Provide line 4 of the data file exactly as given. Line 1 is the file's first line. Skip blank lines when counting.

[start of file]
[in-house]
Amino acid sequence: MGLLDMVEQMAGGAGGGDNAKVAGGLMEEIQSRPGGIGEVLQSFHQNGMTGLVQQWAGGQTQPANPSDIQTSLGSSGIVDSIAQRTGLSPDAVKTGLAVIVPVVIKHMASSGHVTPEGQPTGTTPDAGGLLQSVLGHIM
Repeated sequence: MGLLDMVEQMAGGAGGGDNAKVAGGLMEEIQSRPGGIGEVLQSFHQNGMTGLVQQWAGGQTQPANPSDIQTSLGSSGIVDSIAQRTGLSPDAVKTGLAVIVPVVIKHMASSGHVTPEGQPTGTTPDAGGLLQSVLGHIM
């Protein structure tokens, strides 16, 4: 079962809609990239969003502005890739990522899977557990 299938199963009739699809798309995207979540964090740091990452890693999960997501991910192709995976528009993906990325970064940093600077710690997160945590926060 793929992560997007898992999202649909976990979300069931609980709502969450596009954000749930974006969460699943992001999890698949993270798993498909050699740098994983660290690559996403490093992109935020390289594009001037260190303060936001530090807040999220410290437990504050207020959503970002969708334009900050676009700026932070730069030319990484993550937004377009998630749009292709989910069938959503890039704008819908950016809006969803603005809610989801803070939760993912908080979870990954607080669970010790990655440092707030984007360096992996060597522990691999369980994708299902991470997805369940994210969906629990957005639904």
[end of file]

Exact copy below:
């Protein structure tokens, strides 16, 4: 079962809609990239969003502005890739990522899977557990 299938199963009739699809798309995207979540964090740091990452890693999960997501991910192709995976528009993906990325970064940093600077710690997160945590926060 793929992560997007898992999202649909976990979300069931609980709502969450596009954000749930974006969460699943992001999890698949993270798993498909050699740098994983660290690559996403490093992109935020390289594009001037260190303060936001530090807040999220410290437990504050207020959503970002969708334009900050676009700026932070730069030319990484993550937004377009998630749009292709989910069938959503890039704008819908950016809006969803603005809610989801803070939760993912908080979870990954607080669970010790990655440092707030984007360096992996060597522990691999369980994708299902991470997805369940994210969906629990957005639904």